Welcome to the MetaMetaMeta is a term that refers to the inside workings of a group. For us, this is the team that works on internal WordPress sites like WordCamp Central and Make WordPress. Team!
The Meta team is responsible for maintaining and managing WordPress.orgWordPress.orgThe community site where WordPress code is created and shared by the users. This is where you can download the source code for WordPress core, plugins and themes as well as the central location for community conversations and organization. https://wordpress.org/ websites. Our work is mostly done on the meta trac. If you see a bug, file a ticket!
Today we deployedDeployLaunching code from a local development environment to the production web server, so that it's available to visitors. some changes to DevHub. These changes focused on making the code references easier to use, understand and navigate. You can read more about the changes in @tellyworth’s post Exploration: improving DevHub.
If you find any issues or have any feedback/suggestions on how we can further improve the code reference you can file a meta ticket or check out the GitHub repository.
Recently some of us on the MetaMetaMeta is a term that refers to the inside workings of a group. For us, this is the team that works on internal WordPress sites like WordCamp Central and Make WordPress. team did some experimenting with hypothetical changes to the WordPress Developer Docs, especially the function reference. As developers and frequent users of the docs, we’re aware of its shortcomings and potential for improvement. In order not to risk breaking anything and give ourselves freedom to make significant changes, we forked the codebase into an experimental repo.
The changes we came up with turned out to be quite solid and sensible, and I think most of them are good enough for production. Since they were made as unilateral experiments, we’d like to hear feedback from the +make.wordpress.org/docs/ team and community in general as to what should happen next. You’ll find an outline of some of the most notable changes below.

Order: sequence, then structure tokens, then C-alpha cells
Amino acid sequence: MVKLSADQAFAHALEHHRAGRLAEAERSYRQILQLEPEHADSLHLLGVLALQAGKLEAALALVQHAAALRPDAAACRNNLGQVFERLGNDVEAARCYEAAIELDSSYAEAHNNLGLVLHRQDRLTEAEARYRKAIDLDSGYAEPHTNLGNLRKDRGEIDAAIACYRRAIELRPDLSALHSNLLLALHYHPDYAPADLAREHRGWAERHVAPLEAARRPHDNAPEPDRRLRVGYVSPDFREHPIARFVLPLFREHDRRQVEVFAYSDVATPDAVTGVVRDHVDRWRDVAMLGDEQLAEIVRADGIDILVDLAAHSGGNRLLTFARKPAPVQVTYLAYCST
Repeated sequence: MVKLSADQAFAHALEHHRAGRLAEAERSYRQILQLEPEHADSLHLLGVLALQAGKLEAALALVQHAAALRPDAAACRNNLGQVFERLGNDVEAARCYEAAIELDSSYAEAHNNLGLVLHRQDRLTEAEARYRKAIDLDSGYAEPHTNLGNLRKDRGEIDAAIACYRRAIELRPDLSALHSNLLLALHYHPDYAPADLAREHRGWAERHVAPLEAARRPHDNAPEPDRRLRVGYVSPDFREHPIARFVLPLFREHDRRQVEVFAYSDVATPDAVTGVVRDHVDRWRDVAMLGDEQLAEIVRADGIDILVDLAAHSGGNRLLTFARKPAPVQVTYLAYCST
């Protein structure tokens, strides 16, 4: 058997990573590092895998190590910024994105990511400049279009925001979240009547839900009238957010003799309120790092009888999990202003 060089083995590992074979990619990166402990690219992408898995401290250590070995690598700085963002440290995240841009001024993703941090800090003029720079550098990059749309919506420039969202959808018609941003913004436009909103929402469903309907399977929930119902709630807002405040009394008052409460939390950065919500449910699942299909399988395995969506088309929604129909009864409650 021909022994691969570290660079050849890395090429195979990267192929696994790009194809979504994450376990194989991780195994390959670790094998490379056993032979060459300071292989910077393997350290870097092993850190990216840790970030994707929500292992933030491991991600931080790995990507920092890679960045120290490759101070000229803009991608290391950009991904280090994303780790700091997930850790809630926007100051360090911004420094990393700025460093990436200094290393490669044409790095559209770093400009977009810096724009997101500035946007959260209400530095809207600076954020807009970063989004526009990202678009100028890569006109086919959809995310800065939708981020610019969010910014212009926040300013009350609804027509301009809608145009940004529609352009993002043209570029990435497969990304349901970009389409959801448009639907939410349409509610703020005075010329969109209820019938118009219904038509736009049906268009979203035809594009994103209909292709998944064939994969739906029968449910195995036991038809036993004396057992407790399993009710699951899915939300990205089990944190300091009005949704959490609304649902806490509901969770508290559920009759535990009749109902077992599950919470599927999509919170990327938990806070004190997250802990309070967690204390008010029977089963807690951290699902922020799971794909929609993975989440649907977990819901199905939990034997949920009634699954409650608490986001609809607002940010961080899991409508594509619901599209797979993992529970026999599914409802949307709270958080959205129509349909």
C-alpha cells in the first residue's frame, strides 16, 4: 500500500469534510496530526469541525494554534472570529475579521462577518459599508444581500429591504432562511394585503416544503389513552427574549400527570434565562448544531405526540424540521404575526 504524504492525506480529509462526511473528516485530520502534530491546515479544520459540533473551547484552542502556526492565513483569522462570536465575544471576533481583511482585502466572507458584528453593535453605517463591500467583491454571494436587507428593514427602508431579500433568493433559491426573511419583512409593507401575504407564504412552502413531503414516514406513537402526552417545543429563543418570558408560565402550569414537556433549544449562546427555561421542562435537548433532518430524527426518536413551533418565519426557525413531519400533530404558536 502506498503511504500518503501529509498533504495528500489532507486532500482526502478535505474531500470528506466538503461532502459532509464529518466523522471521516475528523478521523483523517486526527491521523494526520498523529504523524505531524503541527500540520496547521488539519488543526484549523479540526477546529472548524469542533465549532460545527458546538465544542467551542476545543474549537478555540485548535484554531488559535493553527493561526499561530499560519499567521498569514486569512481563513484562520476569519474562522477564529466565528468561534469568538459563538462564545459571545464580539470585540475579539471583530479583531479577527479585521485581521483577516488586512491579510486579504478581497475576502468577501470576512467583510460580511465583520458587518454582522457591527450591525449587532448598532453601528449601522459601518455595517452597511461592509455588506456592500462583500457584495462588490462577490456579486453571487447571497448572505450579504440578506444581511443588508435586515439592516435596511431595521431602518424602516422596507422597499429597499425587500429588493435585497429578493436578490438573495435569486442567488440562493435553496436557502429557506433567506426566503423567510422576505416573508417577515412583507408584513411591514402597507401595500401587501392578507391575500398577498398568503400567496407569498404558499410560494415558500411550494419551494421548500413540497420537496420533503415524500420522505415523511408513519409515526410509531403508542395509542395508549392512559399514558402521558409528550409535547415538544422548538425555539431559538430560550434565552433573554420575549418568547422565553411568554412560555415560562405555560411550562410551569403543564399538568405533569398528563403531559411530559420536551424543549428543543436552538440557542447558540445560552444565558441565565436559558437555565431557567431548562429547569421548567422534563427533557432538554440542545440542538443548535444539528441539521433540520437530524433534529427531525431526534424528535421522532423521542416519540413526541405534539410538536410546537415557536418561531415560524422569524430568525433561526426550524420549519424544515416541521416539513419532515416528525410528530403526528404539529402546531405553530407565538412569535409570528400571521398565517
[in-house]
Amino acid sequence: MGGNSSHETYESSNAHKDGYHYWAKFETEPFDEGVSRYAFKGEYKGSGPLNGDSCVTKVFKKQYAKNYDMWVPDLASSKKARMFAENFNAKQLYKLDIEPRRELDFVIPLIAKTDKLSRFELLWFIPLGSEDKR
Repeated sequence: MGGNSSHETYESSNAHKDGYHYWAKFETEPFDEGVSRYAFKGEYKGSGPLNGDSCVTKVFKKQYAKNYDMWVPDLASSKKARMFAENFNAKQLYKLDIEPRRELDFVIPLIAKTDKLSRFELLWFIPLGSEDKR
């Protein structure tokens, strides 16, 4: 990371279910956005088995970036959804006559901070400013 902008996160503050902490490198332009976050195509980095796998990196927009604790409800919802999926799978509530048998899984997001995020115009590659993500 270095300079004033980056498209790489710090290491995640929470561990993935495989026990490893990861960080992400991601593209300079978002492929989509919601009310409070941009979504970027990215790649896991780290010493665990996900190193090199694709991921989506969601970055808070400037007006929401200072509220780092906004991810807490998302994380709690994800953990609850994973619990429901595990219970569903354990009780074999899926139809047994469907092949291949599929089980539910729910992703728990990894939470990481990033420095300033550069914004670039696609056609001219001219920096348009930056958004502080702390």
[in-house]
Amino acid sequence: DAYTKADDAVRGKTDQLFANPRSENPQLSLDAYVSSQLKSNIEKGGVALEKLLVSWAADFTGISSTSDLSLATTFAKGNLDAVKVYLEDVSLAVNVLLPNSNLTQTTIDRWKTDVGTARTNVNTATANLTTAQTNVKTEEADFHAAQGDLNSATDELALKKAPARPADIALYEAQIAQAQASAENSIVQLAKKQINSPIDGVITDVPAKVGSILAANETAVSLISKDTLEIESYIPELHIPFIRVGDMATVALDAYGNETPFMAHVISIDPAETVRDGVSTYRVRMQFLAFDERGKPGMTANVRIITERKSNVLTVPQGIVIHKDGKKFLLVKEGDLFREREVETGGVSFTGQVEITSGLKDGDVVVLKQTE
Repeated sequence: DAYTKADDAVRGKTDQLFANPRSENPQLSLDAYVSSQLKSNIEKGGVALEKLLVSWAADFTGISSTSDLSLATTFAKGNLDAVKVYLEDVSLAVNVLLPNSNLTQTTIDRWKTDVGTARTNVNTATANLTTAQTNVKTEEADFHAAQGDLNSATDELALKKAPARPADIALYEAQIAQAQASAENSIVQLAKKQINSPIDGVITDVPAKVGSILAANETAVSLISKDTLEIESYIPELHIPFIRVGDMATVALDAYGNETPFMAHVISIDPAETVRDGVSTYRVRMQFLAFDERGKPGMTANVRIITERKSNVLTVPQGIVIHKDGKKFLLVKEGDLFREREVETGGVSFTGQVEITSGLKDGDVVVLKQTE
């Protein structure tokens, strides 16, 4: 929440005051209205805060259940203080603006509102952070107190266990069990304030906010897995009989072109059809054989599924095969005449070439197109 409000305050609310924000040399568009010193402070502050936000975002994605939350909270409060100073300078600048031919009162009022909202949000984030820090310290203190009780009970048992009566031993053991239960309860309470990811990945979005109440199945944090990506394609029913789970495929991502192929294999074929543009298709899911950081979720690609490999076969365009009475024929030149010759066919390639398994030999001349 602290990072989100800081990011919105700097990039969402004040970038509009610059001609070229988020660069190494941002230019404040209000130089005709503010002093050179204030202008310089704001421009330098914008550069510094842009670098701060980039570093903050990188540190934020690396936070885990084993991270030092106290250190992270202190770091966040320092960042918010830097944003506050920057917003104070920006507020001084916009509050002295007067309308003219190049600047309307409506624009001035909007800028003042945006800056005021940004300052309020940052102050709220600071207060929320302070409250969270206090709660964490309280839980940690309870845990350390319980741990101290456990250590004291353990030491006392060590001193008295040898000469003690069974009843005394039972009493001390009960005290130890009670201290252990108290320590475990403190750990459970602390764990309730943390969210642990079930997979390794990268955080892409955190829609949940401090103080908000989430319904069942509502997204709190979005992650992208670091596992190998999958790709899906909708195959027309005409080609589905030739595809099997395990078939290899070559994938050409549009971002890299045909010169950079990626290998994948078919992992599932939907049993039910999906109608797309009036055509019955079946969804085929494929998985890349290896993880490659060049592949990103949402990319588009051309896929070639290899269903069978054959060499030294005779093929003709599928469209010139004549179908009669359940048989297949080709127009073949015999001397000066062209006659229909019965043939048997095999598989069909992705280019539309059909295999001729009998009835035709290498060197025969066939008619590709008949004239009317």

A local development environment
We started by setting up a fresh repository with a fork of the necessary code, including the Handbook pluginPluginA plugin is a piece of software containing a group of functions that can be added to a WordPress website. They can extend functionality or add new features to your WordPress websites. WordPress plugins are written in the PHP programming language and integrate seamlessly with WordPress. These can be free in the WordPress.org Plugin Directory https://wordpress.org/plugins/ or can be cost-based plugin from a third-party, phpdoc-parser, and the current theme. The repo contains a complete local Docker environment, so you can run a copy on your local machine to develop and test changes. The local environment imports function reference content by parsing phpdocs just like in production; and it also imports some handbook content from GitHubGitHubGitHub is a website that offers online implementation of git repositories that can easily be shared, copied and modified by other developers. Public repositories are free to host, private repositories require a paid subscription. GitHub introduced the concept of the ‘pull request’ where code changes done in branches by contributors can be reviewed and discussed before being merged be the repository owner. https://github.com/. It doesn’t import all handbook content, but there’s enough for testing purposes.
Here’s a typical function reference page you’ve probably seen before: get_posts(). I’ve highlighted some of the more visible things we changed: